Thursday, March 3, 2011

What is the most common personality trait of leaders in chemistry organizations?

Don't you remember? I was captain of the team.
Photo credit:

If you spend any amount of time in chemistry, it doesn't take long before you realize the different personality types that populate the laboratory jungle. Most of us, for one reason or another, aren't particularly extroverted. Sure, there are our moments when we pop out of our shells or that we decide that here, now, we're going to make our stand on some issue. But that's the exception, rather than the rule. The vast majority of chemists in any gathering or organization will keep their mouths shut, even in the face of the most angering statements or the most heartfelt pleas for feedback.

At the same time, you do see people who have a certain amount of personal force*, who are assertive in their speech and confident in their actions. Oddly (or perhaps not), they're the folks who always seem to end up in industry management and leadership.

In my experience, this personality trait is not limited to Casper Van Diem's (see right) gender. I have worked for a few women in my time in industry; they were just as self-confident as any man might be.

So here's my lab postulate of the week: in any gathering or organization of chemists, the agenda is most likely to be set not by the most productive or competent person, but by the most outspoken or extroverted person present.

Readers, what do you think? Am I right or wrong?

*To borrow a phrase from "The Godfather."


  1. I think some of the traits that might draw people to science - a craving for certainty, openmindedness toward multiple options, and a deep fear of being wrong - are incompatible with traits required for leadership in a corporate environment, where quick decisions have to be made and mistakes will inevitably occur.

  2. whoa. Don't "a craving for certainty.... and a deep fear of being wrong" ...contradict "openmindedness toward multiple options" ??.

  3. Hm. The open-minded part of me wants to admit that you have a point, but the bossy part of me wants to tell you to stop bothering me with these nitpicky details.

  4. I think it's the deep fear of being wrong that makes a lot of people make some serious mistakes.

  5. I think I may disagree a bit with your postulate with caveat dependent on the purpose for the gathering or organization and how one views leadership. Since you are talking chemists will start with assuming some type of technical motivation and therefore in those cases productivity and competency will be weighed heavily amongst those present (who are chemists and likely place high value on such). That is not say the most outspoken/extroverted will not be more likely to attempt to dominate discussions or assume a mantel of leadership but the real leaders will often be recognized and followed by the majority even if they are more silent types.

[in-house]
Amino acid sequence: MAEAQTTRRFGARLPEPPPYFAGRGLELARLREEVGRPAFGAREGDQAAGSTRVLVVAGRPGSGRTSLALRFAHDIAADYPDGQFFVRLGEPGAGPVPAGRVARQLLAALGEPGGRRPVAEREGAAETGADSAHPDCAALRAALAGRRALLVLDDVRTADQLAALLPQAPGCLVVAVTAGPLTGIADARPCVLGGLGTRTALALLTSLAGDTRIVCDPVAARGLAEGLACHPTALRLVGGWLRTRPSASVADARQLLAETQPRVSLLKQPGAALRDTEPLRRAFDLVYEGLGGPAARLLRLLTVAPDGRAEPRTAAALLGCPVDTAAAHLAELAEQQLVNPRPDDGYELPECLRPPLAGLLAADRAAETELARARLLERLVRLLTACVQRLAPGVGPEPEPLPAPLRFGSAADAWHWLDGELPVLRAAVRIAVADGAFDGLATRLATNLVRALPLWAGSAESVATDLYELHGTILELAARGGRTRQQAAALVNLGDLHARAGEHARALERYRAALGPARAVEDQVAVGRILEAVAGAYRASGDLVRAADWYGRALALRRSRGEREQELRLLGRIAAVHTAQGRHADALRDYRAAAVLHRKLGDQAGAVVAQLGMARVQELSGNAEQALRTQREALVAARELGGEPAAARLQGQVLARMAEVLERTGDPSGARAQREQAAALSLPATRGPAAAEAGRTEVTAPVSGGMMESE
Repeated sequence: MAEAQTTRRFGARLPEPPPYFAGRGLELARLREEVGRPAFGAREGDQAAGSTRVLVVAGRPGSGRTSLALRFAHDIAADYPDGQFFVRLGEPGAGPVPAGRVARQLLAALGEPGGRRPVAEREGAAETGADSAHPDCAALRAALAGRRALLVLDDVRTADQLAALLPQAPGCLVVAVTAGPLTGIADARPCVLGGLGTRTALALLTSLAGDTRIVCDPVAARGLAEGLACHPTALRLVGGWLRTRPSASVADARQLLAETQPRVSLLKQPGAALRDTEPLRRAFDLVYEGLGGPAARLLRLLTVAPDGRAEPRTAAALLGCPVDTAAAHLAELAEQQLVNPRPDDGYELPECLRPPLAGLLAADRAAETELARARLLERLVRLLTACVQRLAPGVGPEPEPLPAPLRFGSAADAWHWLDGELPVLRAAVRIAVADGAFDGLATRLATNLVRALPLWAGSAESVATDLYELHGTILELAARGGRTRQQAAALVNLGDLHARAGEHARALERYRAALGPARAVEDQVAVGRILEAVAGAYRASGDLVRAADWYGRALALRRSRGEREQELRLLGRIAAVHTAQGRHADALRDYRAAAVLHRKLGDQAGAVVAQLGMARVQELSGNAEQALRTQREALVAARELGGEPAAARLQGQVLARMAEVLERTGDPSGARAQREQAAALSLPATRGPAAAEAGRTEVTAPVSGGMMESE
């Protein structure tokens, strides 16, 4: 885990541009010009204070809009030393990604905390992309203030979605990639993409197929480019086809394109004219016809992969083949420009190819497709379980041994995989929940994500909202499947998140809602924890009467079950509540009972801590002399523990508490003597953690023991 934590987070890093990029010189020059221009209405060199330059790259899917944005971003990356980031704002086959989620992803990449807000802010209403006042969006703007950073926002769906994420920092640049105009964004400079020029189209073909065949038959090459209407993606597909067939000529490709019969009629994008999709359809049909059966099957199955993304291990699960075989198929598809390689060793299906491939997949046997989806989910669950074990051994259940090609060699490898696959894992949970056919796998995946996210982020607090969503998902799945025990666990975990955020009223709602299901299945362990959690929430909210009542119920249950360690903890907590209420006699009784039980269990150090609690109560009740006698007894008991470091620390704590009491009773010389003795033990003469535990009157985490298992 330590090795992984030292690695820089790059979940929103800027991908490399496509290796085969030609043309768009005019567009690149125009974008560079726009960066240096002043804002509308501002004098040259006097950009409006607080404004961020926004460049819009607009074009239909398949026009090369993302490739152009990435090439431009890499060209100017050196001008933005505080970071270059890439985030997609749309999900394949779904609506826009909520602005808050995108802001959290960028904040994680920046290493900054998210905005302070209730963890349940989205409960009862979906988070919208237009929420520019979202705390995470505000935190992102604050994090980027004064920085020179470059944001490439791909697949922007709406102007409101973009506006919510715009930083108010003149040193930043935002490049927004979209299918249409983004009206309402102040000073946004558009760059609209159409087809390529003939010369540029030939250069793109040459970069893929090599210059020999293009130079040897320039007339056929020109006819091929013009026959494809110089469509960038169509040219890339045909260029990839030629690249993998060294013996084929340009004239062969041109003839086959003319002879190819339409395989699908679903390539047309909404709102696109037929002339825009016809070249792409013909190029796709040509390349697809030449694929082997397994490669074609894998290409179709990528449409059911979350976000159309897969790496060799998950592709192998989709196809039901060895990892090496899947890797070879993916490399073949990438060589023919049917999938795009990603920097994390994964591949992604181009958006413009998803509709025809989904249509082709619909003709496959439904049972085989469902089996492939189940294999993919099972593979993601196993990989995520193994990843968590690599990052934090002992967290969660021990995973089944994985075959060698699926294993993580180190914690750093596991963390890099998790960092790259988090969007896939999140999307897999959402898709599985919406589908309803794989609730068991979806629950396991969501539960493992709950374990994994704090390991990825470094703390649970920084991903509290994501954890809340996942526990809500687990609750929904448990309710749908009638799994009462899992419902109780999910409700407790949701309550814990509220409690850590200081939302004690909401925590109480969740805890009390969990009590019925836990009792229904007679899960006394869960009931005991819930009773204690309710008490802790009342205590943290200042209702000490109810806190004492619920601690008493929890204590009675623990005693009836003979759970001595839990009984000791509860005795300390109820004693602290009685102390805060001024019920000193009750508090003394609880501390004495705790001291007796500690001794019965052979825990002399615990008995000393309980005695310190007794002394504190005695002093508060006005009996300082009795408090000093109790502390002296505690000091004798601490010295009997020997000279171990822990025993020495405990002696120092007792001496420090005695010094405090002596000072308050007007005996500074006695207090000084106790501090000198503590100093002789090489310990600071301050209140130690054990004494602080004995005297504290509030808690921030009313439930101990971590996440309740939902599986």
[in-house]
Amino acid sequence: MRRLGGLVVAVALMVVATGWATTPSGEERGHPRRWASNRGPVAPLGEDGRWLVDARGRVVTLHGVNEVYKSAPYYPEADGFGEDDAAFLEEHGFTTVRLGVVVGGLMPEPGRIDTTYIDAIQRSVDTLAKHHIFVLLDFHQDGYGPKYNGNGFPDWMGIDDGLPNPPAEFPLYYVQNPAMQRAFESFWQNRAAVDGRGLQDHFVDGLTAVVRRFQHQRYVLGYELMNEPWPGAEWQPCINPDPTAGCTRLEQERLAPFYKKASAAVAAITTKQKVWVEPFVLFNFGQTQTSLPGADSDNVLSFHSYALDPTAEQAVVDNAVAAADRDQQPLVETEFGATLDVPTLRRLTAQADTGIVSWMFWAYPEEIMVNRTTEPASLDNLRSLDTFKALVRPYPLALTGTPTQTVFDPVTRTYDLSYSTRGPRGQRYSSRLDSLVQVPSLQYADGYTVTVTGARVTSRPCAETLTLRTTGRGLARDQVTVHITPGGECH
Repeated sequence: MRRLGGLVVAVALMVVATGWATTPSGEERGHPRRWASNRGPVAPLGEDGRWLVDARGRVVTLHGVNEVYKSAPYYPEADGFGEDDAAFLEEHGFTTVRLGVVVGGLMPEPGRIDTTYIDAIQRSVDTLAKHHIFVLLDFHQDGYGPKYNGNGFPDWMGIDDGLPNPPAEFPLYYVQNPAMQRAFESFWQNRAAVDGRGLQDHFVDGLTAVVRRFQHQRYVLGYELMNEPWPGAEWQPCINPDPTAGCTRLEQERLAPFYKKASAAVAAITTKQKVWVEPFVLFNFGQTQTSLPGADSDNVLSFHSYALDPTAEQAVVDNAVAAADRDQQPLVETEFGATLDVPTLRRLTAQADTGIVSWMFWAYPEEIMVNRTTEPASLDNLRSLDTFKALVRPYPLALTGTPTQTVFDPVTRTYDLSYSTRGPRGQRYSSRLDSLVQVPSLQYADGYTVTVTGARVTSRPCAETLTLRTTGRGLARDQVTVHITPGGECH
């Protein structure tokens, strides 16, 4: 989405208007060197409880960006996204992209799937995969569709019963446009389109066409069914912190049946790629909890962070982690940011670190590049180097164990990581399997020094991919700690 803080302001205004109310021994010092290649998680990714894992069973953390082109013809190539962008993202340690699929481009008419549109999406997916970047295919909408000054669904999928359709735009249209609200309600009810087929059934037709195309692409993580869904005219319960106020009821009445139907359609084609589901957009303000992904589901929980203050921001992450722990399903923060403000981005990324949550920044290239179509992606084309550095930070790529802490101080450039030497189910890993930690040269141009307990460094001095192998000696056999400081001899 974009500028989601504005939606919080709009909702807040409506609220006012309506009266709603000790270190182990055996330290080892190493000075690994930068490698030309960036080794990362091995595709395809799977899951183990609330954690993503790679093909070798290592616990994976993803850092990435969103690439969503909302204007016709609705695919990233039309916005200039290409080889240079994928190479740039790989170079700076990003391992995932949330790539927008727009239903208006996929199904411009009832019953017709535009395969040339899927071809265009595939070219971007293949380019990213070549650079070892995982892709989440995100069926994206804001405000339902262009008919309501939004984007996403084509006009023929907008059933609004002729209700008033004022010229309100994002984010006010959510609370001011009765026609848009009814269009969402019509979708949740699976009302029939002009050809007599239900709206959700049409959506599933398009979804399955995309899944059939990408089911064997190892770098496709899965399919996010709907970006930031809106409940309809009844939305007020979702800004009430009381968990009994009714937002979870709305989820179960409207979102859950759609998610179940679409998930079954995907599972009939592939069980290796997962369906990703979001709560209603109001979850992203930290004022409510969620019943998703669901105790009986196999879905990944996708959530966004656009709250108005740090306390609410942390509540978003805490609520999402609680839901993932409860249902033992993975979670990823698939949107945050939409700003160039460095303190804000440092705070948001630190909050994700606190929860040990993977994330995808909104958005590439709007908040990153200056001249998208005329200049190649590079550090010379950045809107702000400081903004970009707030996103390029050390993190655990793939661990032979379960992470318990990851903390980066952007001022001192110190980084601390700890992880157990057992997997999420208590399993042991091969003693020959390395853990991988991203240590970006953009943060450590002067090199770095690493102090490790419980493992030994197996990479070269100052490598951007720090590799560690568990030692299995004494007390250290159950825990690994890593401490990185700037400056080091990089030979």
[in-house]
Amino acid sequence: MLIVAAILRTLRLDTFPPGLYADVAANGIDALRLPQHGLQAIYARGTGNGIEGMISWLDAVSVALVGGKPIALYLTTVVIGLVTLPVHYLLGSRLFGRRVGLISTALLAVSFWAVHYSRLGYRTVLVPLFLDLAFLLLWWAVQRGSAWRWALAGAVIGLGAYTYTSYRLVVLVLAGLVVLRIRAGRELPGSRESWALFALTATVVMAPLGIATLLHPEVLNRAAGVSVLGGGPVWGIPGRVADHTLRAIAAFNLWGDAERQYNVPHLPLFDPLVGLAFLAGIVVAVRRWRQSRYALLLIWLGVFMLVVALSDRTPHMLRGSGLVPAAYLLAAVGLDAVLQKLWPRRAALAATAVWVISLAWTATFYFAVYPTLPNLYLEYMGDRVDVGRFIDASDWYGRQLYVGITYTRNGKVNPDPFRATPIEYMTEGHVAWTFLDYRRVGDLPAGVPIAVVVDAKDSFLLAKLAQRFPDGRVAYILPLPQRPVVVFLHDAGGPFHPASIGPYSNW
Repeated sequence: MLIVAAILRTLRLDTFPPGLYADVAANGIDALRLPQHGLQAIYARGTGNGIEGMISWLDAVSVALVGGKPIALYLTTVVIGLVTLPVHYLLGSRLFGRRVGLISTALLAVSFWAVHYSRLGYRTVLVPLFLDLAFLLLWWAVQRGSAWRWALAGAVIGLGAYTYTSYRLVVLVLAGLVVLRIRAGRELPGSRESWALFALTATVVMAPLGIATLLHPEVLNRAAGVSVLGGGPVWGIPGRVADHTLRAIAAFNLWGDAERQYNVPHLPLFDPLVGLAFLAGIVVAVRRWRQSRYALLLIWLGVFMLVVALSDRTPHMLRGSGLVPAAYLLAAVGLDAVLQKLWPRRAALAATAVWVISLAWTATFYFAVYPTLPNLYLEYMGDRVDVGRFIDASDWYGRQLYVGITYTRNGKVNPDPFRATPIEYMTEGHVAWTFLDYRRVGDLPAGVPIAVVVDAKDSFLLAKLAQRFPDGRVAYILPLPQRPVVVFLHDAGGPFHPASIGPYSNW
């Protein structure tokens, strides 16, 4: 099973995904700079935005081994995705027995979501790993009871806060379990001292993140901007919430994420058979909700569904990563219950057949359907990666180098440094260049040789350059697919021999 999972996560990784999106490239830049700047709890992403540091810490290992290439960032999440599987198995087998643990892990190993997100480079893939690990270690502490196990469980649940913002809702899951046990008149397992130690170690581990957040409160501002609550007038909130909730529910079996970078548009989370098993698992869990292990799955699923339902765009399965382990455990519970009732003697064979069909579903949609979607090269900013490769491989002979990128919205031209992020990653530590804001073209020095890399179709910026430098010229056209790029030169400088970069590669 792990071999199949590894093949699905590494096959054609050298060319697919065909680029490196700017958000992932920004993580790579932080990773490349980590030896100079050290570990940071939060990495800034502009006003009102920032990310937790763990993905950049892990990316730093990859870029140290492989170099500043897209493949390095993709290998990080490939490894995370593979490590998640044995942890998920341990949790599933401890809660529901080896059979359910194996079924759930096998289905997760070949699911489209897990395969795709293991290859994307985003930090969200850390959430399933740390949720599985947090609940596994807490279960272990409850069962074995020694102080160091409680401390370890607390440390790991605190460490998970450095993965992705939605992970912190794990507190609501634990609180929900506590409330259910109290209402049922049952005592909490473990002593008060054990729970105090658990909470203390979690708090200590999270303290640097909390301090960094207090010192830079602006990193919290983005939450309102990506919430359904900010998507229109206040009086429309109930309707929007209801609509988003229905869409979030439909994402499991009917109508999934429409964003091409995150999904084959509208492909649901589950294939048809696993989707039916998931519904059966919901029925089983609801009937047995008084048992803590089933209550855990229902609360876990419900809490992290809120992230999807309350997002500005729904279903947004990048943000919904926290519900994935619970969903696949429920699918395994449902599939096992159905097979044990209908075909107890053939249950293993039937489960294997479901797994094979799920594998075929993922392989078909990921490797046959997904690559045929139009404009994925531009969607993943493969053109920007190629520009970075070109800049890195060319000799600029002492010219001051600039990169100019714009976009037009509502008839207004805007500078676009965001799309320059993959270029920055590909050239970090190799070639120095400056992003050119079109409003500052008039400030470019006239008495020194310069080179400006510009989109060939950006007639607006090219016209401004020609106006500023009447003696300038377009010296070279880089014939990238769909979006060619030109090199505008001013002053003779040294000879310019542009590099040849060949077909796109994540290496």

In the more general sense I do think you are correct as when it come to vast majority of management those with personal force seem to advance most quickly, frequently regardless of competency, because more in tune with traits considered required by executives (who fit that mold themselves and are thus more comfortable together). It's a rare combination to find in a single individual who is a strong scientist with necessary people and/or business skills to lead a scientific company or even large research group. The best leaders recognize their own short coming and then seek advice/collaboration with those who can fill the voids.

  6. @ James & Anonymous - I would argue that "openmindedness toward multiple options" does not contradict "craving for certainty" and "fear of being wrong". In fact, I think they incite each other. Our awareness of the multitude of possible answers (and thus overwhelming recognition of how little we know) feeds the fear that we will be wrong, and teases the craving for certainty.

    We want to be certain, but because we're open-minded we know that there are a ton of options, so we fear being wrong if we give in to certainty.

    : ) I may have just confused myself.

  7. I'm in a small group. We have one chatterbox (1 yr my senior), one semi-chatterbox (2 yrs my junior) and me. Unfortunately The Boss is a chatterbox as well. I have once watched The Boss and Chatterbox have an argument for 40 minutes where they actually agreed and wouldn't listen to the other side long enough to realise it. Meetings are a weekly torture.

    Unfortunately Semi-Chatterbox is also a bullshitter so I had been demoted to sitting in meetings and every 10-15 minutes stepping in to say "that's not accurate" or something on similar lines. I suspect each of them will go far if they can just shut up long enough to apply themselves to their work.

  8. Sharon - I think you've got your argument spot on. I just wish I could have pointed this out to a previous line manager of mine who was not so open-minded and therefore of the belief that certainty was easily obtained. It led to many frustrated discussions!


looks like Blogger doesn't work with anonymous comments from Chrome browsers at the moment - works in Microsoft Edge, or from Chrome with a Blogger account - sorry! CJ 3/21/20